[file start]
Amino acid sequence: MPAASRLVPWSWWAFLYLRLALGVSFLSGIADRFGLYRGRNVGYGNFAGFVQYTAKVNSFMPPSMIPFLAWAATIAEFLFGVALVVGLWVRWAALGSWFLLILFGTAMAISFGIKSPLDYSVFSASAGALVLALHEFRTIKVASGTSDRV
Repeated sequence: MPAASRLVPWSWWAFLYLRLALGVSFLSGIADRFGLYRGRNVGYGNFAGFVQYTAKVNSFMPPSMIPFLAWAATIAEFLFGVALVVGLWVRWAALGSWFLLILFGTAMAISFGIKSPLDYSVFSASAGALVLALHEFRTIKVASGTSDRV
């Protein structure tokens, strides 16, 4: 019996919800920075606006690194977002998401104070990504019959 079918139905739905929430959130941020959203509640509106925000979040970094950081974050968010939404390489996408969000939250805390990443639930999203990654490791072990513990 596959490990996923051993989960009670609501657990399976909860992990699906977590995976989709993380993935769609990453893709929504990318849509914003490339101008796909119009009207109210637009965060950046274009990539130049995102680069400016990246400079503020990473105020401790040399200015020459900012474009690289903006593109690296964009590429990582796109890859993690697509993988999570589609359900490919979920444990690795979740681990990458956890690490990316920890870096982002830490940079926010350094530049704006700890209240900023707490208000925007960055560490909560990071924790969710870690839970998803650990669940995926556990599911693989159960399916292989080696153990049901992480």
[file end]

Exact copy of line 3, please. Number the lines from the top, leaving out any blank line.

């Protein structure tokens, strides 16, 4: 019996919800920075606006690194977002998401104070990504019959 079918139905739905929430959130941020959203509640509106925000979040970094950081974050968010939404390489996408969000939250805390990443639930999203990654490791072990513990 596959490990996923051993989960009670609501657990399976909860992990699906977590995976989709993380993935769609990453893709929504990318849509914003490339101008796909119009009207109210637009965060950046274009990539130049995102680069400016990246400079503020990473105020401790040399200015020459900012474009690289903006593109690296964009590429990582796109890859993690697509993988999570589609359900490919979920444990690795979740681990990458956890690490990316920890870096982002830490940079926010350094530049704006700890209240900023707490208000925007960055560490909560990071924790969710870690839970998803650990669940995926556990599911693989159960399916292989080696153990049901992480």